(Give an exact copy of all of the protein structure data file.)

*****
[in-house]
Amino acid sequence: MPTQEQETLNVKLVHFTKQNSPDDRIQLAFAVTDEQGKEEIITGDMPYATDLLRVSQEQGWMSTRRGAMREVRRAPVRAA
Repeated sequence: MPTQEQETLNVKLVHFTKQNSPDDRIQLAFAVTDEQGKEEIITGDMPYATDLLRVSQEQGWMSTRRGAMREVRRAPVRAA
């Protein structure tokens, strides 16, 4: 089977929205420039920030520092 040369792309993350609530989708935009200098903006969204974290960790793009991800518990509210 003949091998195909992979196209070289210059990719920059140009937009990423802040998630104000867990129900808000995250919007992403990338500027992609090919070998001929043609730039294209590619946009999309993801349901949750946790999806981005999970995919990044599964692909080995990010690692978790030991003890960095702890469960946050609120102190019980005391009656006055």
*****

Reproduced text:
[in-house]
Amino acid sequence: MPTQEQETLNVKLVHFTKQNSPDDRIQLAFAVTDEQGKEEIITGDMPYATDLLRVSQEQGWMSTRRGAMREVRRAPVRAA
Repeated sequence: MPTQEQETLNVKLVHFTKQNSPDDRIQLAFAVTDEQGKEEIITGDMPYATDLLRVSQEQGWMSTRRGAMREVRRAPVRAA
């Protein structure tokens, strides 16, 4: 089977929205420039920030520092 040369792309993350609530989708935009200098903006969204974290960790793009991800518990509210 003949091998195909992979196209070289210059990719920059140009937009990423802040998630104000867990129900808000995250919007992403990338500027992609090919070998001929043609730039294209590619946009999309993801349901949750946790999806981005999970995919990044599964692909080995990010690692978790030991003890960095702890469960946050609120102190019980005391009656006055």